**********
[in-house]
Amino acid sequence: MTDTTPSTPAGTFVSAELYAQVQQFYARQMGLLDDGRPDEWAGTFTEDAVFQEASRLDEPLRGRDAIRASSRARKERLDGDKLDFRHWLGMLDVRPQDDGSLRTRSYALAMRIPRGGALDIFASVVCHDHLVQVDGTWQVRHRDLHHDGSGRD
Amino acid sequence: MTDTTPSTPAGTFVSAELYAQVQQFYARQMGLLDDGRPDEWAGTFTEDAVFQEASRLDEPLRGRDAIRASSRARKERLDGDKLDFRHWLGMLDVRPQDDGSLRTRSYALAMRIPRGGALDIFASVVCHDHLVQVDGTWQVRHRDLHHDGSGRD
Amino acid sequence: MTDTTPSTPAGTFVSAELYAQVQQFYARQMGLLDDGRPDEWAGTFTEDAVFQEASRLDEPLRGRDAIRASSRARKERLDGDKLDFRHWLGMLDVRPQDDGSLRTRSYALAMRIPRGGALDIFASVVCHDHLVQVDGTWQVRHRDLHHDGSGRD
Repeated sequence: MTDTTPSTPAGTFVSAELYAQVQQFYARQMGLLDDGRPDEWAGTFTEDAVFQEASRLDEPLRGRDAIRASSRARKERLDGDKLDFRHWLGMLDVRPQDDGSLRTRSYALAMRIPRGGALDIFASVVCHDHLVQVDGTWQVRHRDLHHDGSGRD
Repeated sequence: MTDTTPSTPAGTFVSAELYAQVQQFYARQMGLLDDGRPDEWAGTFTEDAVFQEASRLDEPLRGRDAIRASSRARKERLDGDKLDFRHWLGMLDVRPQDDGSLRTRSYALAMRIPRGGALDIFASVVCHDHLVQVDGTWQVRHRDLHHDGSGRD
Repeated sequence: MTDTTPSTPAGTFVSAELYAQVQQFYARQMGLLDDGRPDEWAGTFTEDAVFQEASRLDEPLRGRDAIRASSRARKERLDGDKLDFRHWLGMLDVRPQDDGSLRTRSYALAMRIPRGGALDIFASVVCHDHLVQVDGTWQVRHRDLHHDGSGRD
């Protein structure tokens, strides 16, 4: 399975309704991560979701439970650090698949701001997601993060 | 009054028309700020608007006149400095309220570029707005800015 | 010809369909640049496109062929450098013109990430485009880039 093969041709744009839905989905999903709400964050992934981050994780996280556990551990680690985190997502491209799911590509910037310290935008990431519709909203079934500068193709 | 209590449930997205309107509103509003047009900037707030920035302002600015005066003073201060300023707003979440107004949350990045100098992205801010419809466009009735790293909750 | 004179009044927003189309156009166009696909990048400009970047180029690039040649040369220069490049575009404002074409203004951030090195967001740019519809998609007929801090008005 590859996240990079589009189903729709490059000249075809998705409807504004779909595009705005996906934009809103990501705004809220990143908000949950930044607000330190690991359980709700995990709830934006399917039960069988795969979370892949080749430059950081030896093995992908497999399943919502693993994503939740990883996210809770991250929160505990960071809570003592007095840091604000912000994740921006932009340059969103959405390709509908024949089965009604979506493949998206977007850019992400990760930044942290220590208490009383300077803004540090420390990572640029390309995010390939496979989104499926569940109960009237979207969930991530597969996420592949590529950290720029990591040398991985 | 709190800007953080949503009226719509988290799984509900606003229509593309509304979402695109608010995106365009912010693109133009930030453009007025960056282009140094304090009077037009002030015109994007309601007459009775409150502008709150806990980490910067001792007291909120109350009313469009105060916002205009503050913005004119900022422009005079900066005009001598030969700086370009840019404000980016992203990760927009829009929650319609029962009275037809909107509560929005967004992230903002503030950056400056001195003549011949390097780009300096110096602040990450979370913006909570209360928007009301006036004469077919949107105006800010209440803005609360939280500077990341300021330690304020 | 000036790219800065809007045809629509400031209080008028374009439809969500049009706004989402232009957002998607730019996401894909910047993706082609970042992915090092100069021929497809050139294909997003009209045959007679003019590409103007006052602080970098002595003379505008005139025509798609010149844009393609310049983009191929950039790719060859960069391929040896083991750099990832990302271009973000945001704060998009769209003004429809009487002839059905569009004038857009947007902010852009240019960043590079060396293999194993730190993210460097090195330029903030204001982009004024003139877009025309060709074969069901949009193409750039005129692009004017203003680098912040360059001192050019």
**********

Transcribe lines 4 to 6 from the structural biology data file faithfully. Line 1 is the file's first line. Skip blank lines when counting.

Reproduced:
Amino acid sequence: MTDTTPSTPAGTFVSAELYAQVQQFYARQMGLLDDGRPDEWAGTFTEDAVFQEASRLDEPLRGRDAIRASSRARKERLDGDKLDFRHWLGMLDVRPQDDGSLRTRSYALAMRIPRGGALDIFASVVCHDHLVQVDGTWQVRHRDLHHDGSGRD
Repeated sequence: MTDTTPSTPAGTFVSAELYAQVQQFYARQMGLLDDGRPDEWAGTFTEDAVFQEASRLDEPLRGRDAIRASSRARKERLDGDKLDFRHWLGMLDVRPQDDGSLRTRSYALAMRIPRGGALDIFASVVCHDHLVQVDGTWQVRHRDLHHDGSGRD
Repeated sequence: MTDTTPSTPAGTFVSAELYAQVQQFYARQMGLLDDGRPDEWAGTFTEDAVFQEASRLDEPLRGRDAIRASSRARKERLDGDKLDFRHWLGMLDVRPQDDGSLRTRSYALAMRIPRGGALDIFASVVCHDHLVQVDGTWQVRHRDLHHDGSGRD